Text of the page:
Before she started on her path to recovery, Morgan Black Crow was struggling. She’d been homeless for four years, was living in a shelter and was caught in an abusive relationship.
Things started to change when she met Norine Hill, founder and CEO of Native Women in Need. Hill’s organization helped Black Crow with little things: bus tickets, clothing vouchers and gas cards — “anything to help me get spiritually and financially able to move forward,” Black Crow recalls.
But before long, Black Crow was recovering in bigger ways. With the help of Native Women in Need — now named Mother Nation — Black Crow found Section 8 affordable housing for herself, her two young children, her brother and her mother, who survived two heart attacks. Mother Nation also helped her finish her program in industrial manufacturing, take her two kids to school, feed them on Thanksgiving and buy them Christmas and birthday presents. Black Crow credits Hill with turning her life around. “We were homeless going through a lot, and she made it happen,” she said, unable to hold back the tears.
Mother Nation, which took on its new name on International Women’s Day in April, was founded by Hill in 2013. Originally it was an informal volunteer Native women’s circle for Hill and women she knew. Now, the nonprofit organization partners with tribes, non-Native and Native agencies to fill the gaps in services for Native American women in Washington state. It’s the only organization in the state entirely dedicated to supporting this demographic.
Mother Nation helps Native women in crisis situations leave domestic abusers, find housing and recover from addiction. It helps them find legal assistance, jobs, scholarships and advocates for them when they need a voice in domestic violence court, the hospital or a school parent meeting. And for a demographic victimized at shockingly disproportionate rates, Mother Nation helps women heal from the scars of sexual and domestic violence and intergenerational trauma.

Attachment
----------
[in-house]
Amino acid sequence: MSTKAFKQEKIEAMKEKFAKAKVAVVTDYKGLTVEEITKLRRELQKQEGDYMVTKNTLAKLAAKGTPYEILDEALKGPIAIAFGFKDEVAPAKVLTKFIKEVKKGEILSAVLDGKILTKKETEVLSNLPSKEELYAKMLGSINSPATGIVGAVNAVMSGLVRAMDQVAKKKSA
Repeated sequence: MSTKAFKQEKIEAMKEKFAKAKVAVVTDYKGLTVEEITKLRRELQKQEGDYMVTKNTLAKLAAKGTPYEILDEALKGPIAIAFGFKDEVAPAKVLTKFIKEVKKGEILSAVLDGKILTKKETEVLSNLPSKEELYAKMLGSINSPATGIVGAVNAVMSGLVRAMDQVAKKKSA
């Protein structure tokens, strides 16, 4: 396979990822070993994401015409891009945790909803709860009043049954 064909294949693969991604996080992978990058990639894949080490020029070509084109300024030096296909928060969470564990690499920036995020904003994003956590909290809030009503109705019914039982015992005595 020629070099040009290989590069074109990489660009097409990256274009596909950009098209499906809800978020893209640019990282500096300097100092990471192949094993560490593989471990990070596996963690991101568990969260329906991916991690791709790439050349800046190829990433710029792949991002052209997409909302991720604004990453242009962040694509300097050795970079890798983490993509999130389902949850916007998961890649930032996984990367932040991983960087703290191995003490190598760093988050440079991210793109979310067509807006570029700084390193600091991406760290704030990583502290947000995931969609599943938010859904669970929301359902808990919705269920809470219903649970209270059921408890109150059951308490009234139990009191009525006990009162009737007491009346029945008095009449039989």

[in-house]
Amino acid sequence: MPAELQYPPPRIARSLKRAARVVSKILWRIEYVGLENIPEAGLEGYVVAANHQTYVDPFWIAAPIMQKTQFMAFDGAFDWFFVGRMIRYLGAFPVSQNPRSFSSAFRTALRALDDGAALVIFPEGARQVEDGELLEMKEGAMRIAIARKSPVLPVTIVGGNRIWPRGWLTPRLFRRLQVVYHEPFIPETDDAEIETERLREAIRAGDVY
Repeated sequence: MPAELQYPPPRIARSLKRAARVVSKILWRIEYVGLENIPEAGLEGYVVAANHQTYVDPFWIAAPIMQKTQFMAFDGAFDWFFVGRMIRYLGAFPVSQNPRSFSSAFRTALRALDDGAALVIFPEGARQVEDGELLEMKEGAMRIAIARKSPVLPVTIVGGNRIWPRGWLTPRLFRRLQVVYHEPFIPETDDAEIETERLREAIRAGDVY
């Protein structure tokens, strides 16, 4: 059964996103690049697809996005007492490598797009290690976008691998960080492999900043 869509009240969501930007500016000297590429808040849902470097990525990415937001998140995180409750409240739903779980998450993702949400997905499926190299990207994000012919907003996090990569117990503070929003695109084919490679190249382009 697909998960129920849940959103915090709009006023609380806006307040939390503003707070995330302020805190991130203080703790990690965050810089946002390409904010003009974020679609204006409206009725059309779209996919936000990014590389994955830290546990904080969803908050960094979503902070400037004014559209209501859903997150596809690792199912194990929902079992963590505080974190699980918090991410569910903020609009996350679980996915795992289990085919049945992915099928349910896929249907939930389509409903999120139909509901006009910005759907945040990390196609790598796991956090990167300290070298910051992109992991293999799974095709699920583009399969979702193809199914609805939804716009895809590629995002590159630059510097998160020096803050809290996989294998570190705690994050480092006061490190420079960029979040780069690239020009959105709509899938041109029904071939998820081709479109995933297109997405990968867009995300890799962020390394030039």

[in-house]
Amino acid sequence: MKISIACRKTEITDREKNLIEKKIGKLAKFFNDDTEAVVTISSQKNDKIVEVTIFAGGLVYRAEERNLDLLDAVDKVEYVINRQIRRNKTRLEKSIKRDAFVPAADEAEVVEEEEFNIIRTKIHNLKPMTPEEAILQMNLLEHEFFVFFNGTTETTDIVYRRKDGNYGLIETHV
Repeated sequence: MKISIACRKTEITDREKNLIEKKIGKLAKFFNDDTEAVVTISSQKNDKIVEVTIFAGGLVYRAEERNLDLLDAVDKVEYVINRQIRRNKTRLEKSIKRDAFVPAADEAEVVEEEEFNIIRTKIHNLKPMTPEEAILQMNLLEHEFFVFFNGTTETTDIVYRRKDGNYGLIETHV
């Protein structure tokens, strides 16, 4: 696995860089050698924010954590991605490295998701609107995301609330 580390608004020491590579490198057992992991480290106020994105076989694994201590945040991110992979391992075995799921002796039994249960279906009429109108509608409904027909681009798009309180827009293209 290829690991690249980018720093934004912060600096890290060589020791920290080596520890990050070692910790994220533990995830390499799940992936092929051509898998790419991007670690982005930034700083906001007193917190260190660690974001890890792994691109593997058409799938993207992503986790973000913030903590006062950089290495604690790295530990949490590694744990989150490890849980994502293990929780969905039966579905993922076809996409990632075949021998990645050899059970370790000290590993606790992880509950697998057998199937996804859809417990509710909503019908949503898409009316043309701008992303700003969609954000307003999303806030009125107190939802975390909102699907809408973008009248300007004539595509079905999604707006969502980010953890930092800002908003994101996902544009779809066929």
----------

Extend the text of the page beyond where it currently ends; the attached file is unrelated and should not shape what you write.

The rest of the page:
“Out of the hundreds of women that we’ve serviced since the last four years, every one of them has suffered sexual violence and domestic violence,” Hill said. “And that’s including our volunteers.”
Hill herself is a survivor, and five of the women now working for the organization used to be on the receiving end of help. As Hill puts it, “We’re Native women servicing Native women. We’re survivors servicing survivors.”
More than half of Native American women nationwide have experienced sexual and domestic violence, according to 2010 U.S. Department of Justice (DOJ) data. Of the women who have experienced sexual violence, 96 percent of them were victimized by a non-Native. The actual percentages may be higher due to underreporting, the DOJ report cautions.
Homelessness is another issue disproportionately affecting Native women, with Native Americans in Seattle seven times more likely to be homeless than Whites. According to Hill, most of the women Mother Nation serves are homeless, and many of them lived in the former encampment The Jungle. “Wherever they call us from, we come to them,” Hill said.
With homelessness one of the biggest issues across Washington state, Hill said, “it’s important to remember that a big percentage of those homeless folks are Native women that are fleeing from domestic violence.”
Deborah Parker, vice-chair of the Tulalip Tribe who has long worked on issues of domestic and sexual violence among Native American women, started volunteering with Mother Nation in 2013, the same year she successfully fought to have a provision of the Violence Against Women Act allow Native women to prosecute non-Native abusers. Parker was one of five people appointed by Bernie Sanders to the Democratic National Convention platform committee in 2016.